The study drug, PHVS416, is an investigational* drug designed to stop an HAE attack before it becomes too severe. The study drug is anticipated to work by blocking a compound, called bradykinin, that is responsible for triggering swelling in people with HAE.
*Investigational means that the study drug has not been approved by the regulatory authority in any country to be used for attacks caused by HAE.
Researchers developed the study drug in the form of soft capsules taken by mouth, which are expected to be a more convenient alternative to an injection into a vein or under the skin for resolving HAE attacks.
If the study drug capsules you take have no effect, you will be allowed to use an approved HAE medication to resolve the HAE attack.
The RAPIDe-1 will last up to approximately 7 months and will be divided into 4 periods: The Screening period (up to 4 weeks), Non-Attack period (1 study location visit), Home Dosing period (up to 24 weeks), and End-of-Study period (1 remote study visit by phone).
There is no cost to clinical study participants. All study related medications and treatment visits are covered by the Study Sponsor. Travel related costs may be reimbursed.
Yes, you must be diagnosed with HAE (type I or II) and have had at least 3 HAE attacks in the last 4 months, or at least 2 HAE attacks in the last 2 months.
Clinical research studies help scientists and doctors explore whether a medical therapy is safe and effective for people. Clinical research studies are important because they help identify which medical approaches work best for certain illnesses in certain groups of people. There is no guarantee that the study drug will improve your HAE attacks, but what researchers learn from the RAPIDe-1 clinical research study may lead to better medications for HAE in the future.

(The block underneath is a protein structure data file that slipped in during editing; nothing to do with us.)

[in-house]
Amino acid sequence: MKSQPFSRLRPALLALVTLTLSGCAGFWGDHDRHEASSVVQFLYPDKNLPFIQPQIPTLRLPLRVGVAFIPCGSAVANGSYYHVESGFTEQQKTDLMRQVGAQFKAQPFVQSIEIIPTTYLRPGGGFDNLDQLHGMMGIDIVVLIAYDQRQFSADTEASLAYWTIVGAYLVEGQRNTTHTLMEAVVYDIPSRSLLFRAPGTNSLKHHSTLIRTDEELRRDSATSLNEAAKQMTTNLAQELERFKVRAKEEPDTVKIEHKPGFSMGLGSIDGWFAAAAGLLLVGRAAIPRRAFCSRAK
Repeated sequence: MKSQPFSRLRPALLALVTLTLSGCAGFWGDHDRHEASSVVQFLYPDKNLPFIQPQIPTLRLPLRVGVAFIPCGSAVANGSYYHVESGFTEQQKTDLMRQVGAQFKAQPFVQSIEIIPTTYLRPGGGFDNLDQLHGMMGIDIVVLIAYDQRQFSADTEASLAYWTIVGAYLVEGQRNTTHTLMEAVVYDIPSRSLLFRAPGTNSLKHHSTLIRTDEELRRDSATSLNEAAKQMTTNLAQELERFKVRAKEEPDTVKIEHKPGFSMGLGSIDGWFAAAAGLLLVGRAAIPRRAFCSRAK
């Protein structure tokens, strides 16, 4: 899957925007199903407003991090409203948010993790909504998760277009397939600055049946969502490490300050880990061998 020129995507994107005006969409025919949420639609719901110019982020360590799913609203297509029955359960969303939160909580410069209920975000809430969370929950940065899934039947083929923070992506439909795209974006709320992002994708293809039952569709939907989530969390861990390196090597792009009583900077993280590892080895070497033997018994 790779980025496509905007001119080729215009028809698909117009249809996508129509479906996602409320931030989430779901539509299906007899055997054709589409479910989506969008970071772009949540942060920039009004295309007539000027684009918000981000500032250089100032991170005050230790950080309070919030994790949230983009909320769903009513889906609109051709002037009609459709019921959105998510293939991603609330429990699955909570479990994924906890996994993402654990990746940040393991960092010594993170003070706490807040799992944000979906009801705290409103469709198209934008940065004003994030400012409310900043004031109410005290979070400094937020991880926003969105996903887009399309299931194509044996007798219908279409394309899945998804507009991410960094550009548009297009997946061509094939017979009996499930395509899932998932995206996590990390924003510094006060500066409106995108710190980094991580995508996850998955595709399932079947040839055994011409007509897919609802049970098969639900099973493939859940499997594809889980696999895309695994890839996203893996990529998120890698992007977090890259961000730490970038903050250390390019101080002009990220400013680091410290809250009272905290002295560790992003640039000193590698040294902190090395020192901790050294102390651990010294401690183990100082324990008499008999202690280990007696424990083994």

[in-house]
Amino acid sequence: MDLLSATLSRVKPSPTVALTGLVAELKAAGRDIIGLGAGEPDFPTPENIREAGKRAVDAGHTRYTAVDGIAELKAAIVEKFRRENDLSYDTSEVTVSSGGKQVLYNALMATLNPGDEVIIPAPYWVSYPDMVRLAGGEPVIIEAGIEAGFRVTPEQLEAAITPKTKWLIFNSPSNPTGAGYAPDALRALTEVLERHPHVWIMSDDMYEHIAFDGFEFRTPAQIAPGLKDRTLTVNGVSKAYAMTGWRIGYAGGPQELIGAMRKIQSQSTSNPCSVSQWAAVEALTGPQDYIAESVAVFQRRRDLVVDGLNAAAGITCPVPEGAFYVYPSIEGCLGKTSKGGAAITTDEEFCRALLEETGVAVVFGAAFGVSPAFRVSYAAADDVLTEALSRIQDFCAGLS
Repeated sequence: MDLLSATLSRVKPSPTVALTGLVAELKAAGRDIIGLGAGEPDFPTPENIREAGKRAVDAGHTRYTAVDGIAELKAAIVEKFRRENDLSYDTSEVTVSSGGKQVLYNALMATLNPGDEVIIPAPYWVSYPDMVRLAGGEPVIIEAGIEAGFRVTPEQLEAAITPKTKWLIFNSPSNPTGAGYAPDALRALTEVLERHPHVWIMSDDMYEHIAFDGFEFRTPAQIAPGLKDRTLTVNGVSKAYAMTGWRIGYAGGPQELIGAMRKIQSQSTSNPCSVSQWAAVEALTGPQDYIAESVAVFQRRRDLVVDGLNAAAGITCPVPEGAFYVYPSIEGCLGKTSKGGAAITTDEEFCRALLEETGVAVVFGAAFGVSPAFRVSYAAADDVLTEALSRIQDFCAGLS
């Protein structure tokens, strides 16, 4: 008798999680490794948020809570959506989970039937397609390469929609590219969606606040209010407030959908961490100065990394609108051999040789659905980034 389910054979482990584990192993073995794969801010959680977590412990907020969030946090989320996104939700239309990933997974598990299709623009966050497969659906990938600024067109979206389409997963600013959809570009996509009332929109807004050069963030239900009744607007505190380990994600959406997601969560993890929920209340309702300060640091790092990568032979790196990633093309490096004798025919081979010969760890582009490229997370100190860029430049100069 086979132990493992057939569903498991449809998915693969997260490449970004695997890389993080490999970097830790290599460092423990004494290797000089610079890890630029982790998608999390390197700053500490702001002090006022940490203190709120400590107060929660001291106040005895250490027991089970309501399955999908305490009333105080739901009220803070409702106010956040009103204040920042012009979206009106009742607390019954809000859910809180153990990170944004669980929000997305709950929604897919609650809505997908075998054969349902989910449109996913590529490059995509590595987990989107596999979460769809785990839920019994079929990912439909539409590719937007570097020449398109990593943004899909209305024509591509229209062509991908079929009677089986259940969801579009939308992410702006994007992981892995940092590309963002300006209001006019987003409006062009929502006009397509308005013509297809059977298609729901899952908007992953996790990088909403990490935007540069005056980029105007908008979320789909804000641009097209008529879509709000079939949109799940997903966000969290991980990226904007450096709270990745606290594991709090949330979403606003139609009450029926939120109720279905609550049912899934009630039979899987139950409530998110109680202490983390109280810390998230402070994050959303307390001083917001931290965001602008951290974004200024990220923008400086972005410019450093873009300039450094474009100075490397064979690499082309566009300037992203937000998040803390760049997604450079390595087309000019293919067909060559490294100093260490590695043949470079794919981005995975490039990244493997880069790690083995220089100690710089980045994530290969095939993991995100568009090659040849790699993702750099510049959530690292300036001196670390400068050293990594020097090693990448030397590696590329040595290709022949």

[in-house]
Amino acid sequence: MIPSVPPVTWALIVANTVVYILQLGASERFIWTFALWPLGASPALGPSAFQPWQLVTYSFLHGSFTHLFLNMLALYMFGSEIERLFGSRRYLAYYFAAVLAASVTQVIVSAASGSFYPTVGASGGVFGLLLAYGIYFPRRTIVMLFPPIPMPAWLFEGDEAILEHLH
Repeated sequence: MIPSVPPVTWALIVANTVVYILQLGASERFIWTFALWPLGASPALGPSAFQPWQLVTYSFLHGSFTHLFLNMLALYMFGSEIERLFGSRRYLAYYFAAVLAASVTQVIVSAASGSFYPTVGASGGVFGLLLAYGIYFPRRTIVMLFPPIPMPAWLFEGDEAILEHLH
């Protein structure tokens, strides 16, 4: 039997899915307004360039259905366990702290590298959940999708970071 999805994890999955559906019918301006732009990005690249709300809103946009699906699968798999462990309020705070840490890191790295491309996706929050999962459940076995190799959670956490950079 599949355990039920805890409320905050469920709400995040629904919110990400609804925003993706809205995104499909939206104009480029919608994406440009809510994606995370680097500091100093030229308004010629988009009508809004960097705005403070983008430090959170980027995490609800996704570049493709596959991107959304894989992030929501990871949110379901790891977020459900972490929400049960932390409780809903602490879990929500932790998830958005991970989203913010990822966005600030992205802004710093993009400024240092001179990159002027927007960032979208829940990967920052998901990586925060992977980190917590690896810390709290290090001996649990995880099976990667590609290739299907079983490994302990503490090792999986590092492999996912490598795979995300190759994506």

Pharvaris is the RAPIDe-1 clinical research study Sponsor. Pharvaris is a clinical-stage company focused on bringing an oral bradykinin B2 receptor antagonist to HAE patients. By targeting this clinically proven therapeutic target with novel small molecules, Pharvaris is progressing new alternatives to injected therapies for all sub-types of hereditary angioedema (HAE) and other B2 receptor-mediated indications.
Study tests and procedures help the study doctor monitor your health and the effects of the study drug – including: vital signs, electrocardiogram (ECG), blood tests, urine tests, symptoms and medication reporting.
HAE is a rare genetic disease that causes attacks of pain and/or swelling, often in the hands, feet, stomach, back, intestines, face, throat, or tongue. Attacks in the stomach area can be extremely painful and cause nausea and vomiting. As you probably know, HAE attacks often occur without warning.
HAE is usually caused by a mutation in the gene that makes instructions for production of a blood protein called C1-inhibitor. The gene mutation causes little or no C1-inhibitor protein to be produced, which leads to an imbalance in the blood. This imbalance allows for too much of a compound called bradykinin to build up, and it is this compound that causes the symptoms of an HAE attack, such as pain and swelling. The study drug in the RAPIDe-1 clinical research study is designed to stop bradykinin from fueling the symptoms of HAE.
You should contact a local study location for more information on the RAPIDe-1 clinical research study and contact your HCP.